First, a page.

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Master Syllabus

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Administrative Unit: Physical and Biological Sciences Department
Course Prefix and Number: BIOL 342
Course Title: Genetics
Number of:
Credit Hours 3
Lecture Hours 3
Lab Hours 0
Catalog Description: Basic principles of Mendelian and molecular genetics. Students majoring in Biology must earn a grade of C or higher. Prerequisites: BIOL 110, BIOL 290.
Prerequisite(s) / Corequisite(s): BIOL 110, BIOL 290.
Course Rotation for Day Program: Offered Spring.
Text(s): Most current editions of the following:

Textbooks designed for a one semester course in Genetics are suitable for this course. Topics should include both classical and molecular genetics. Examples include the following:

Basic Genetics
By Weaver, W.C. (Brown Publishing)
Essentials of Genetics
By Klug and Cummings (MacMillan Publishing)
By Russell (Addison Wesley Longman Publishing)
Course Objectives
  • To examine the fundamental principles that underlie classical and molecular genetics.
  • To understand the structure of prokaryotic and eukaryotic genes, and relate aspects of gene structure to gene expression and protein synthesis.
  • To investigate mechanisms of gene expression and regulation.
  • To understand the basic mechanisms of genetic engineering, and the uses and impacts of this technology.
  • To examine the impact of genetic variation on evolution of populations and species.
    Measurable Learning
  • Describe the relationship between genotype and phenotype; recognize different patterns of phenotypic variation.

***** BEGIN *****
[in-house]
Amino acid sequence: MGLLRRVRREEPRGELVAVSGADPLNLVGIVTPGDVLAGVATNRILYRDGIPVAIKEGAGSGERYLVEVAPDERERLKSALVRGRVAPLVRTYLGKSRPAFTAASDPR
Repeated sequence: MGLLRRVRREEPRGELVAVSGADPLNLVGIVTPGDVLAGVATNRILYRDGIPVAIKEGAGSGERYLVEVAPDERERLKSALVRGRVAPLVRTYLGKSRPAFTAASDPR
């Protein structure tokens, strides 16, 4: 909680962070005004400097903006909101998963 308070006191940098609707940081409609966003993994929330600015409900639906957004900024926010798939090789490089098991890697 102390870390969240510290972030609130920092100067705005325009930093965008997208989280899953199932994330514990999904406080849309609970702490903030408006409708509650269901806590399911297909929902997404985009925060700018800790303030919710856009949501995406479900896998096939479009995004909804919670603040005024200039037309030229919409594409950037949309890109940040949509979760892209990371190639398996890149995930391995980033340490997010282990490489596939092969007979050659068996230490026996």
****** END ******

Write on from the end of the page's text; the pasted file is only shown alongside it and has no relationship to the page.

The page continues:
• Apply the laws of probability and the Chi-square test to determine outcomes of specific genetic crosses.
  • Summarize the basis of autosomal inheritance, sex-linked inheritance, and cytoplasmic inheritance; give specific examples of different types of inherited diseases and describe their genetic basis.
  • Describe overall chromosome structure, how genes are arranged on chromosomes, how chromosomes are partitioned into cells during mitosis and meiosis, and the effects of aneuploidy.
  • Explain the different stages in the cell cycle, and the behavior of the chromosomes at each stage; describe the mechanisms that govern genetic recombination and regulation of the cell cycle.
  • Summarize the history of gene mapping, and the key experiments and techniques involve, relate this to current molecular mechanisms for gene mapping.
  • Compare and contrast genome arrangement and function in prokaryotic and eukaryotic cells; describe mechanisms of genetic variation and genome mapping in bacterial cells.
  • Explain the interactions that occur between the alleles of one gene, between genes and proteins, and illustrate these concepts with specific examples.
  • Describe the chemical and physical structure of DNA molecules; compare and contrast this with RNA molecules.
  • Detail the steps and enzymes involved in accurate replication of DNA.